Chocolatey is a package manager similar to Linux apt and yum to create, update, distribute and remove software packages in a centralized and automated manner.

Two are the platforms at its basis: NuGet and Windows PowerShell. The former is a .NET package manager on its turn, and the former is the well-known integrated shell of the Microsoft Windows world. Available both as a command line tool and with a GUI, Chocolatey is an open source project with three licensing models: free, Pro and Business, with the additional MSP and Architect plans for specific uses.

The free version is the one with the least number of features and without the official support; limitations include not being able to create your own packages, convert existing ones or have the centralized console dashboard. The Pro version is for up to 8 computers and any business usage is forbidden; the price is $96 per year and includes official support via email and advanced features like graphic Package Builder. The Business license is more structured with packages whose price varies according to the number of computers where Chocolatey will be installed. This version doesn’t have any restriction in terms of features and has a complete support. Then we have two editions for specials cases: the MSP one, distributed with at least 200 licences, and the Architect, which is conceived for development purposes and has an aggressive price. You can find a recap table here.

Chocolatey in action

Being a package manager, Chocolatey includes the main features we expect from such a product: installation, update, dependencies management, automated uninstall and auditing. For that, you can deploy a dedicated server, which will also host the packages’ repository.
Chocolatey doesn’t have any high requirements in terms of computational resources, it just needs Windows 7 or later (equivalent to Windows Server 2003 or later), PowerShell 2 or alter and .NET 4.x or later - if not available, it will be automatically downloaded and installed. The installed is a simple script that can be run from a shell (with admin privileges) or PowerShell (documentation here). Once the installation is complete, simply try it by writing choco or choco -?. Should the Internet installation fail, an offline package is available.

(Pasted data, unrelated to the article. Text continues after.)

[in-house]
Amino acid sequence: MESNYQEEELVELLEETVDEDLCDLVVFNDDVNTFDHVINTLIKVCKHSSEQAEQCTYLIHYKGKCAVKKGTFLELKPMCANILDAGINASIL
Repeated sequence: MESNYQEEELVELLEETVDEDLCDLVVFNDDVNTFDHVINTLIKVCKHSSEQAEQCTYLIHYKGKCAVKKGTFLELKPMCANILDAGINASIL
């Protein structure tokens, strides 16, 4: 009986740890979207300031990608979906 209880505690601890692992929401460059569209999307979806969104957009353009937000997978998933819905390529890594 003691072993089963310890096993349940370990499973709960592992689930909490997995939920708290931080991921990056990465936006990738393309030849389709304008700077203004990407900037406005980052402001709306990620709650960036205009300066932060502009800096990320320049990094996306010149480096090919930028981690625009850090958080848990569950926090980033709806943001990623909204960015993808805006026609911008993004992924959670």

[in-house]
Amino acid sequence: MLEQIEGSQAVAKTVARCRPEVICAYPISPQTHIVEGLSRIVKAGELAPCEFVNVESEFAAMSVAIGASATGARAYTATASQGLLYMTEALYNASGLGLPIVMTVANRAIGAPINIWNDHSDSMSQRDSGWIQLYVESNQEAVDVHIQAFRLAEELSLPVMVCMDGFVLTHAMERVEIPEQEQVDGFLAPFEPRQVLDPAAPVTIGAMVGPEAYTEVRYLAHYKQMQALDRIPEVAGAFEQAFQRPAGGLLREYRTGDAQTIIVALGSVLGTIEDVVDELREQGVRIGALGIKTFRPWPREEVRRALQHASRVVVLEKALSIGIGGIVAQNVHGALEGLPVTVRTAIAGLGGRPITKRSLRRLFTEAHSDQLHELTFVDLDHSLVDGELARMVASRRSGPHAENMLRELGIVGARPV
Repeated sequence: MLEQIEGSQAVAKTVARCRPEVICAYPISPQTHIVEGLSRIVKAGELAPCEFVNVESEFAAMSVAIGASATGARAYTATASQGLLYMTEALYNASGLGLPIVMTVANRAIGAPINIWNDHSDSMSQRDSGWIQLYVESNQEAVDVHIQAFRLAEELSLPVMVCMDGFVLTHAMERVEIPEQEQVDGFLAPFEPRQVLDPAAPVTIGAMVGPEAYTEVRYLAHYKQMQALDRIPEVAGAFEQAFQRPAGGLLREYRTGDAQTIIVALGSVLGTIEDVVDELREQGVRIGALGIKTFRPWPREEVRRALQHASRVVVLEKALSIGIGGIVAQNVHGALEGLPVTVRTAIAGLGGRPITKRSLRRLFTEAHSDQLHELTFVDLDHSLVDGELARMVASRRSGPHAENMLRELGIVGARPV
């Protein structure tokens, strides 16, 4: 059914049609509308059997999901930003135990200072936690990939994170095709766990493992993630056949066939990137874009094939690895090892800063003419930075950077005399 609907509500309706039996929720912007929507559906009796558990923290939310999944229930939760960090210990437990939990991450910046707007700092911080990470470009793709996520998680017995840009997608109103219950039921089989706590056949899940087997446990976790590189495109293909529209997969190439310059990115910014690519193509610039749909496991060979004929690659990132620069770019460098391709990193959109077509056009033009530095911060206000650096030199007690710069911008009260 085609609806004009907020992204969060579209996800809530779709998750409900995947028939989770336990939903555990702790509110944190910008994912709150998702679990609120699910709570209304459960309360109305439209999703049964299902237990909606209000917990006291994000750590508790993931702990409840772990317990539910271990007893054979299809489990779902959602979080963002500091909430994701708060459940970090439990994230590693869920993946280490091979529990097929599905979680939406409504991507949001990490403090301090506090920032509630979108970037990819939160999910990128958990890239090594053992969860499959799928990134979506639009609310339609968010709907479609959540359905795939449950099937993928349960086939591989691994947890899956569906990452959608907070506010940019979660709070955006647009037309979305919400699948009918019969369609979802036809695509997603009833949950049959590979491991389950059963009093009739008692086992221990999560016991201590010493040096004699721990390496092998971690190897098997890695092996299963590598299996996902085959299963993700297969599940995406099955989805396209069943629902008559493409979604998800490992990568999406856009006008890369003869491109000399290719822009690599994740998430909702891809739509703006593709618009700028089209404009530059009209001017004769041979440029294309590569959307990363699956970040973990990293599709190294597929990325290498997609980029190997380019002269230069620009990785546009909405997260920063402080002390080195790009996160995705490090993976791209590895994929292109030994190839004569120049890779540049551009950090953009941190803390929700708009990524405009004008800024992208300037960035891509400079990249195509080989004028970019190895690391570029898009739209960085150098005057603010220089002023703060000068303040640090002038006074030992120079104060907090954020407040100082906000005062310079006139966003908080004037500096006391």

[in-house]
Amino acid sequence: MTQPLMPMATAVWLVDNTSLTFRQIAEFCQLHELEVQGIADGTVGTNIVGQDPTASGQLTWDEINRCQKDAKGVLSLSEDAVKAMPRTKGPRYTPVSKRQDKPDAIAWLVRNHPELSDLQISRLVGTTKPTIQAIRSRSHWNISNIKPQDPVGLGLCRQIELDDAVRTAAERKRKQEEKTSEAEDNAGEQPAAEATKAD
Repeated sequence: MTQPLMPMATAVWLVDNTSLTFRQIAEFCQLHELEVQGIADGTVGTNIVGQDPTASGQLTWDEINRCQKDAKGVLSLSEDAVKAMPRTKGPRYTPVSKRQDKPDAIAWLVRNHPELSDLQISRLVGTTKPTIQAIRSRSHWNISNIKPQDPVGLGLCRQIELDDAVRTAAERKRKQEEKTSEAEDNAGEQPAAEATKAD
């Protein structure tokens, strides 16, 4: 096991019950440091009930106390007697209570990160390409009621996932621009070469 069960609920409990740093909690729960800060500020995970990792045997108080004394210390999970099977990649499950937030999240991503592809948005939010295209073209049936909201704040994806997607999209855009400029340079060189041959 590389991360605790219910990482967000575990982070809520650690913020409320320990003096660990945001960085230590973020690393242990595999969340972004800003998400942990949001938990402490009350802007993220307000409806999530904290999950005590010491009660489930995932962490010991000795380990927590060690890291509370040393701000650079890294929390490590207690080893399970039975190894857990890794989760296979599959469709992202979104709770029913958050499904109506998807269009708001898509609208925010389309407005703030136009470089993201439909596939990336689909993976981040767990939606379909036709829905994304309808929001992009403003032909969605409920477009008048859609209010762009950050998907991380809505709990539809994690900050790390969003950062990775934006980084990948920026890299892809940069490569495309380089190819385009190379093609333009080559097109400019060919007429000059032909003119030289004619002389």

choco gui installNote that the basic installation installs a trial version, and the use of a licence requires an activation procedure. According the version, you can update the platform with a command as simple as choco upgrade chocolatey, exactly as you would do for other packages. After Chocolatey is up and ready, packages can be installed with choco install package-name. A wide assortment of additional options can be passed as parameters, for instance a different installation folder than the default one.

Similarly to Linux, additional parameters can be passed with characters combinations that include -, / and _ according to the type of parameter. For instance single characters options can be called with /; other specific-feature characters are = and =! to evaluate options, -d for debug, -v for the extended description (verbose) and -y for automatic yes to prompts.

Key concepts about Chocolatey

Three are the phases that involve the life of a package: installation, update and removal. Let’s see how to do that.

We’ve seen previously how Chocolatey is based on NuGet: thanks to this platform if can actually perform the installation. NuGet collects the package from the source: it can be a local folder, a network share or a repository on the Internet. Both http and https are supported.